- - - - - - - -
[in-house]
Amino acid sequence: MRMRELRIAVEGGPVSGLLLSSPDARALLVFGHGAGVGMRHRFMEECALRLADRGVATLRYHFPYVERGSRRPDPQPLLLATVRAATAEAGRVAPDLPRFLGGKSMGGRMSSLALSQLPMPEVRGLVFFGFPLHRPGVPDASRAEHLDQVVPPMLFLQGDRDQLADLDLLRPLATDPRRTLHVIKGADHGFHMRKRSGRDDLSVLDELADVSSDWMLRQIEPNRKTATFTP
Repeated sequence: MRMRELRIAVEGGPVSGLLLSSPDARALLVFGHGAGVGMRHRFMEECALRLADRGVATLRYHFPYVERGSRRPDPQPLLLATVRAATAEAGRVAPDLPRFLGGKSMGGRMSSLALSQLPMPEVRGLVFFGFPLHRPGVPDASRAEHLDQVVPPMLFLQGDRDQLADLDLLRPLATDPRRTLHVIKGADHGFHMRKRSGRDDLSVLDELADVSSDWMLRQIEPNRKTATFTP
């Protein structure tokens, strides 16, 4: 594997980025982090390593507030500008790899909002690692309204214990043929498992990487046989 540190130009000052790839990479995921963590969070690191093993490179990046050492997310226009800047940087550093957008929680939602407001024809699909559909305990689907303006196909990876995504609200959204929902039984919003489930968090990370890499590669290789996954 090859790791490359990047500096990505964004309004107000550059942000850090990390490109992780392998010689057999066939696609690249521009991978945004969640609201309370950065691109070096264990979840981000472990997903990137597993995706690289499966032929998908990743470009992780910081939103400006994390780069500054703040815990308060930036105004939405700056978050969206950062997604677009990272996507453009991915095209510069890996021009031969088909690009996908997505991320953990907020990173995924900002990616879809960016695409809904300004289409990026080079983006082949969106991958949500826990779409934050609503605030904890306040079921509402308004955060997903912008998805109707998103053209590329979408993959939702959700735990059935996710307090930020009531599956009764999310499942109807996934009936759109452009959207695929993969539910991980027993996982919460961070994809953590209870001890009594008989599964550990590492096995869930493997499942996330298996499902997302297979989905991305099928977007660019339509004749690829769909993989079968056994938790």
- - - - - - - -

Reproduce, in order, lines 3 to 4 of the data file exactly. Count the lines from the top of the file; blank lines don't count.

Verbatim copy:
Repeated sequence: MRMRELRIAVEGGPVSGLLLSSPDARALLVFGHGAGVGMRHRFMEECALRLADRGVATLRYHFPYVERGSRRPDPQPLLLATVRAATAEAGRVAPDLPRFLGGKSMGGRMSSLALSQLPMPEVRGLVFFGFPLHRPGVPDASRAEHLDQVVPPMLFLQGDRDQLADLDLLRPLATDPRRTLHVIKGADHGFHMRKRSGRDDLSVLDELADVSSDWMLRQIEPNRKTATFTP
């Protein structure tokens, strides 16, 4: 594997980025982090390593507030500008790899909002690692309204214990043929498992990487046989 540190130009000052790839990479995921963590969070690191093993490179990046050492997310226009800047940087550093957008929680939602407001024809699909559909305990689907303006196909990876995504609200959204929902039984919003489930968090990370890499590669290789996954 090859790791490359990047500096990505964004309004107000550059942000850090990390490109992780392998010689057999066939696609690249521009991978945004969640609201309370950065691109070096264990979840981000472990997903990137597993995706690289499966032929998908990743470009992780910081939103400006994390780069500054703040815990308060930036105004939405700056978050969206950062997604677009990272996507453009991915095209510069890996021009031969088909690009996908997505991320953990907020990173995924900002990616879809960016695409809904300004289409990026080079983006082949969106991958949500826990779409934050609503605030904890306040079921509402308004955060997903912008998805109707998103053209590329979408993959939702959700735990059935996710307090930020009531599956009764999310499942109807996934009936759109452009959207695929993969539910991980027993996982919460961070994809953590209870001890009594008989599964550990590492096995869930493997499942996330298996499902997302297979989905991305099928977007660019339509004749690829769909993989079968056994938790």